On March 3, 2016, Republican Mitt Romney, the previous GOP nominee for president, delivered his biggest speech in years at the University of Utah.
“Let me put it plainly,” he declared. “If we Republicans choose Donald Trump as our nominee, the prospects for a safe and prosperous future are greatly diminished.”
Other warnings from Romney: Trump’s economic plans would be bad for America; insulting all Muslims would prove counter-productive; he’s a “con man,” a “fraud” and a “phony.”
“Think of Donald Trump’s personal qualities, the bullying, the greed, the showing off, the misogyny, the absurd third-grade theatrics,” Romney said. “Now imagine your children and your grandchildren acting the way he does.
“Will you welcome that?”
On Romney went, shouting down a well and failing to slow the Trump train even a bit on its voyage to destiny.
Next day Trump stood before one of his rallies in Michigan and, true to form, sneered at “Stupid Mitt,” calling the ex-candidate a “dumb guy,” who “choked” in the race against President Barack Obama in 2012.
If either man had any shame, all this acrid history might hinder them from blowing each other kisses with the now-mutual goal of getting Romney elected to the U.S. Senate.
But on Tuesday night, Trump tweeted:
“@MittRomney has announced he is running for the Senate from the wonderful State of Utah. He will make a great Senator and worthy successor to @OrrinHatch, and has my full support and endorsement!”
Romney smooched back, a little: “Thank you Mr. President for the support. I hope that over the course of the campaign I also earn the support and endorsement of the people of Utah.”
At a recent Republican conclave, Trump said Hatch “actually once said I’m the greatest president in the history of our country.”
Actually, Hatch said he didn’t say that, but that’s an aside.
Only two months ago, Trump’s self-described “wing man,” Steve Bannon, who had headed the president’s campaign, attacked Romney during a rally for the doomed, Trump-endorsed Alabama Senate candidate Roy Moore.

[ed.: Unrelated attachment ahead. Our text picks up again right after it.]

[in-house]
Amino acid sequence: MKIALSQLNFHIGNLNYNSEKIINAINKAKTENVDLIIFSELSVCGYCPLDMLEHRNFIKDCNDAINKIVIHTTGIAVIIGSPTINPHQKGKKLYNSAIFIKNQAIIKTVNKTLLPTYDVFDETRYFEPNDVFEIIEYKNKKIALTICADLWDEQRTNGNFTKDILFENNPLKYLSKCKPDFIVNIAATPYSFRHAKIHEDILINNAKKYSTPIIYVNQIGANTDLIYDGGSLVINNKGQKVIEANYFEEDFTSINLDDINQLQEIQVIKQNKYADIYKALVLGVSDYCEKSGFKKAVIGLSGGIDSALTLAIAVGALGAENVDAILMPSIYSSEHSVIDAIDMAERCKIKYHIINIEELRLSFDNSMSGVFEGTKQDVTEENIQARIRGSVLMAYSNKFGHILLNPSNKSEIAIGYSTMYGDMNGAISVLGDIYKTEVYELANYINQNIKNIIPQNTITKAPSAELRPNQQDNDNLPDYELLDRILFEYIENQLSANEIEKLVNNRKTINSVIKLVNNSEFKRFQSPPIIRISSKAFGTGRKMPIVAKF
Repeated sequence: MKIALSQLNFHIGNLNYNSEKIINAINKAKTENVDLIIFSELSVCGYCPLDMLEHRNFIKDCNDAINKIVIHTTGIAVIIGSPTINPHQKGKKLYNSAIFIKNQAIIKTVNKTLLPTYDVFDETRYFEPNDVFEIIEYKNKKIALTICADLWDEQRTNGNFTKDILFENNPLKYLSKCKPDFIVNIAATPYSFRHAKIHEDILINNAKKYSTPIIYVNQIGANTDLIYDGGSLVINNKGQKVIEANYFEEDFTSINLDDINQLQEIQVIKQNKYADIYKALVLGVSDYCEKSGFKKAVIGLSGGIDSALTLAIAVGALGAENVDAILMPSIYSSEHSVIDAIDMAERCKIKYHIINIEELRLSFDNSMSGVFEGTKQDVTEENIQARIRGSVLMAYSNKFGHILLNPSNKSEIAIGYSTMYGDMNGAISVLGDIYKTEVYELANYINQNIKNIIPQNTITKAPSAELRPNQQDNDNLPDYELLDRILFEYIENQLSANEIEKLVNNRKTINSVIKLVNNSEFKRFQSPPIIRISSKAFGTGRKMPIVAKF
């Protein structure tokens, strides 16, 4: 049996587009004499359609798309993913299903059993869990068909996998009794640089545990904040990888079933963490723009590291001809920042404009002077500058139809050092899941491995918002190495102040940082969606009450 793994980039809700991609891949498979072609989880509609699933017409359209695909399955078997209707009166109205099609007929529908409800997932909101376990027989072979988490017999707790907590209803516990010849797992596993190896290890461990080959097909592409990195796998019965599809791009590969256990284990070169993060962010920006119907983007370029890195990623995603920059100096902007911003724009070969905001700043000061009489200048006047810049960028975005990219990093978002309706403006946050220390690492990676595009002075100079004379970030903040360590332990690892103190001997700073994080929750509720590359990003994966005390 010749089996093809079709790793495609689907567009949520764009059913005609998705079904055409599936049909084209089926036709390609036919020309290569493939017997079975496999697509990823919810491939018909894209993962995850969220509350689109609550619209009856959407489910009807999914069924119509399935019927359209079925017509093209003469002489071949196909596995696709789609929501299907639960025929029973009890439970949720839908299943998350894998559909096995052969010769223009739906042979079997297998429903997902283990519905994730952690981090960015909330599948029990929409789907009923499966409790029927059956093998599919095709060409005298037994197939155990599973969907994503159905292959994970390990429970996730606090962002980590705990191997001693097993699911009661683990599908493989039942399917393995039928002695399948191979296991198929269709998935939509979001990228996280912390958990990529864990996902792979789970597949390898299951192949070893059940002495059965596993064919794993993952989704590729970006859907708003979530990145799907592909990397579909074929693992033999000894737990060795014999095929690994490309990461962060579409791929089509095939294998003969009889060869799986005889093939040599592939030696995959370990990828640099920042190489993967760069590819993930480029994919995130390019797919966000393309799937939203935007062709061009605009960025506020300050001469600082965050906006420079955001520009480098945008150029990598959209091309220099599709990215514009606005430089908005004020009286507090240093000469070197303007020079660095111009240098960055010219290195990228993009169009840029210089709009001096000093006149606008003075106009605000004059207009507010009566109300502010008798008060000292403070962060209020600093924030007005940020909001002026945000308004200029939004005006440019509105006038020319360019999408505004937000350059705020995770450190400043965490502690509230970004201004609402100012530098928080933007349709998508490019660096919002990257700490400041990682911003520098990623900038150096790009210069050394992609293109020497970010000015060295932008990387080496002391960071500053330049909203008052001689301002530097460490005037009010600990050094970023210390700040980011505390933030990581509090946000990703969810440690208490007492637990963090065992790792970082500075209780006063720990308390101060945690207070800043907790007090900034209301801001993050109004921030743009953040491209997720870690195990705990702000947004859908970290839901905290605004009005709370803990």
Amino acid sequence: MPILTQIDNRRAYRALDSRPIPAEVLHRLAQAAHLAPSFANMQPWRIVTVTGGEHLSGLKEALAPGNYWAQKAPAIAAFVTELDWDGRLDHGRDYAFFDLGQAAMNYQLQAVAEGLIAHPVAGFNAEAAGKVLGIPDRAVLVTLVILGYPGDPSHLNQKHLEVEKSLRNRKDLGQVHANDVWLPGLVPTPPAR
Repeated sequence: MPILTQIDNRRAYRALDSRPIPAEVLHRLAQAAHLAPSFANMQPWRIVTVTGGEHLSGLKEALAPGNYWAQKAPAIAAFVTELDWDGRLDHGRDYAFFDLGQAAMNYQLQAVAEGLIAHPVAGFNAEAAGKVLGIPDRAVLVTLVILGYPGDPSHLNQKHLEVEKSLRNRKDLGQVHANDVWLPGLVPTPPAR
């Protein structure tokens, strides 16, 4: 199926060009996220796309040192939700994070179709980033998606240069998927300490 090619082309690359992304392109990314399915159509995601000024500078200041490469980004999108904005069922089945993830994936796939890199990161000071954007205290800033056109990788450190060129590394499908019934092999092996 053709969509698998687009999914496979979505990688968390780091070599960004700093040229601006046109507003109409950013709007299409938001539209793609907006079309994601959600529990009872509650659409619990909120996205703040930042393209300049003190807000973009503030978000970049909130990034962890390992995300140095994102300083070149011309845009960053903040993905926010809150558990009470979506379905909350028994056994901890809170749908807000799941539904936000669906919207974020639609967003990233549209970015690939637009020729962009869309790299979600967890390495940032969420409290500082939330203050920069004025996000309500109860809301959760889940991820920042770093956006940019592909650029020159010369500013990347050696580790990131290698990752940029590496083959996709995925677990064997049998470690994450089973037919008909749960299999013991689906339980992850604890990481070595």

“You hid behind your religion,” Bannon said at a Moore rally, referring to Romney’s Mormon faith. “You went to France to be a missionary while guys were dying in rice paddies in Vietnam.”
It is easy to see why Trump would back Romney. The president clearly needs the Senate to be in Republican hands, and that majority is very slim right now.
But with or without the president’s support, Romney is a heavy favorite to win the seat. Maybe this is an opening for Trump to claim credit next November.
Or perhaps Trump is mending fences with his former nemesis for fear of having a prestigious anti-Trump voice in the powerful GOP caucus, which crafts legislation and budgets to which the president attaches his name.
By all accounts Romney didn’t mention Trump when he announced for the Senate last week. And last month, Romney expressed opposition to the president’s notorious reference to “shithole” countries.
“The poverty of an aspiring immigrant’s nation of origin is as irrelevant as their race,” Romney said. “The sentiment attributed to POTUS is inconsistent with America’s history and antithetical to American values.”
This could be the beginning of a hilarious “friendship.”